EXECUTIVE SUMMARYContext. On June 7, 2013, the Executive Board approved a 24-month SBA in an amount equivalent to 400 percent of quota (SDR 1.15 billion or about $1.75 billion). To date, SDR 427.92 equivalent to $659 million has been disbursed. The pillars of the program are to: (i) achieve short-term macroeconomic stability; (ii) lay the foundation for stronger and more inclusive growth; and (iii) protect the most vulnerable.Background. The adoption of a new constitution and the formation of a new technocratic government in January 2014 led to greater confidence on political prospects and economic reforms. Growth has been moderate and remains insufficient to bring down unemployment significantly in the short term. At the same time, external and fiscal imbalances remain high, while demands for higher wages and additional jobs are rising.The program is broadly on track. Two out of three 2013 end-December quantitative performance criteria (QPC) targets have been missed, but by a smaller margin than originally envisaged, and all end-March 2014 QPCs are expected to be met. Progress on the structural reform agenda has been slowed by last year’s political crisis and the transition between governments.Program strategy. Containing current expenditures, and pursuing prudent monetary policy and greater exchange rate flexibility are essential to contain high external and fiscal deficits and to build investors’ confidence. Improved banking regulation, a strategic orientation of public banks, and strengthened supervision will help reduce banking sector fragilities, which are currently hampering private sector development. Scaling up public investments, reforming tax policy and revenue administration, accelerating public enterprise reform, and protecting the most vulnerable will help lay the foundations for more inclusive growth and level the playing field for investors.Risks to program implementation are important. Main risks relate to regional and domestic security tensions, set-backs in the political transition, and weaker economic activity in major trading partners. Successful implementation of the Fund-supported program will be contingent on the government’s ability to garner consensus among political parties backing it and on its capacity to push reforms through vested interests.The completion of the third review will make SDR 145.08 million (about$225 million) available.
IMF Executive Board Completes Third Review Under the Stand-By Arrangement for Tunisia and Approves US$225 Million Disbursement
The Executive Board of the International Monetary Fund (IMF) today completed the third review of Tunisia’s economic performance under a 24-month program supported by a Stand-By Arrangement (SBA). The completion of the review enables an immediate disbursement of SDR 145.08 million (about US$225 million), bringing total disbursements to SDR 573 million (about US$888.4 million).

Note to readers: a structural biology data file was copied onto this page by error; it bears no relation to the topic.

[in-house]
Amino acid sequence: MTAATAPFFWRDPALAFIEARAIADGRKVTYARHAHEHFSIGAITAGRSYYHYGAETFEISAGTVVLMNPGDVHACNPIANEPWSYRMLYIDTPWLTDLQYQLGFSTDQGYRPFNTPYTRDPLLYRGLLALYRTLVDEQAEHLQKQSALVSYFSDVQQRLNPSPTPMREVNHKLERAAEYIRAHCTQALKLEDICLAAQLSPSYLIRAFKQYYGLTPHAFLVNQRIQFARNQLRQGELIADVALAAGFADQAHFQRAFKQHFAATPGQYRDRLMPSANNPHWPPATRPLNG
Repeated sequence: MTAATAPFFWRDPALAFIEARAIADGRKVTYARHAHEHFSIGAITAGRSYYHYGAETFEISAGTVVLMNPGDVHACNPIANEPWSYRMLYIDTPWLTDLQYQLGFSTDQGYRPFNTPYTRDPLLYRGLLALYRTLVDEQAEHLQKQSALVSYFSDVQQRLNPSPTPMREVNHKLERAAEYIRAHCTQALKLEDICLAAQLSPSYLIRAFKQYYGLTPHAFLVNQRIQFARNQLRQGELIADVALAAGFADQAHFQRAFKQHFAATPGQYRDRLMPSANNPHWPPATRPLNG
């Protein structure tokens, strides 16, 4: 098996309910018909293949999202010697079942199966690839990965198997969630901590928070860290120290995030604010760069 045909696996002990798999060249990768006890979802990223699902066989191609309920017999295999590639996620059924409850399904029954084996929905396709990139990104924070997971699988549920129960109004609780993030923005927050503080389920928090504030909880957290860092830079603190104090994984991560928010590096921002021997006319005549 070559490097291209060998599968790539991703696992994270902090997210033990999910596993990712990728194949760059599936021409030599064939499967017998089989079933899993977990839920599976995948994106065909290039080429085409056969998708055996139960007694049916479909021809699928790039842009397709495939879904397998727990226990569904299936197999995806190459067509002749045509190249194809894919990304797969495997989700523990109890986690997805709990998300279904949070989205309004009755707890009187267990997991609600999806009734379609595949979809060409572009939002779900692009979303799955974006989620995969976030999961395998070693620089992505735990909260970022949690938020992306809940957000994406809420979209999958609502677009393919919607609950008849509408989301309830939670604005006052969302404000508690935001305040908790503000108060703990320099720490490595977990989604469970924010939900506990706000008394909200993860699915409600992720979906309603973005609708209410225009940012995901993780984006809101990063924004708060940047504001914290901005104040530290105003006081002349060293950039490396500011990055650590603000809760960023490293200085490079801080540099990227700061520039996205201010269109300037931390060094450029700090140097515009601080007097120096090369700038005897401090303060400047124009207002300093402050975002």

The two-year SBA in the amount of SDR 1.146 billion (about US$1.78 billion, or 400 percent of Tunisia’s quota at the IMF) was approved by the Executive Board on June 7, 2013 (See Press Release No. 13/202).
In completing the third review, the Executive Board approved the authorities’ request for modification of end-June 2014 performance criteria and granted waivers of applicability for the end-March 2014 performance criteria for which data are not yet available and for which there is no evidence they were not observed.
Following the Executive Board discussion on Tunisia, Mr. Min Zhu, Deputy Managing Director and Acting Chair, said:
“The authorities have made progress on their Fund-supported economic program. End-March quantitative performance criteria appear to have been met, but progress on structural reforms has been slowed by last year’s protracted political crisis.
“The adoption of a constitution and the formation of a new government led to greater confidence in political and economic prospects. Nonetheless, growth is moderate, unemployment remains high, and fiscal and external imbalances are elevated.
“Newly identified fiscal measures—coupled with those aimed at containing the high wage bill and reducing regressive energy subsidies—will help restrain the widening fiscal deficit in 2014. Revenue reforms, strengthened public financial management, and reform of public enterprises are necessary to improve the composition of fiscal consolidation. Improved procurement procedures and project execution are needed to reverse the under-execution in investment spending, which is important to promote inclusive growth. Social expenditures should continue to be preserved during fiscal consolidation.
“The current monetary policy stance is appropriate, but would need to be tightened if inflationary or exchange rate pressures arise. The removal of the lending rate cap is essential to strengthen monetary transmission channels and access to finance. Greater exchange rate flexibility would help rebuild external buffers, reduce liquidity injections, and improve competitiveness.
“Improved data reporting, strengthened supervision, and the new strategic vision for public banks are important steps taken to reduce banking sector fragilities. Priorities in the near term are to design bank restructuring plans, establish the asset management company for troubled tourism debt, address weak asset quality, and enhance resolution mechanisms.
“Accelerated implementation of structural reforms is crucial to ensure stronger and more inclusive growth. A well-targeted social safety net needs to accompany the energy subsidy reform so as to protect vulnerable households.”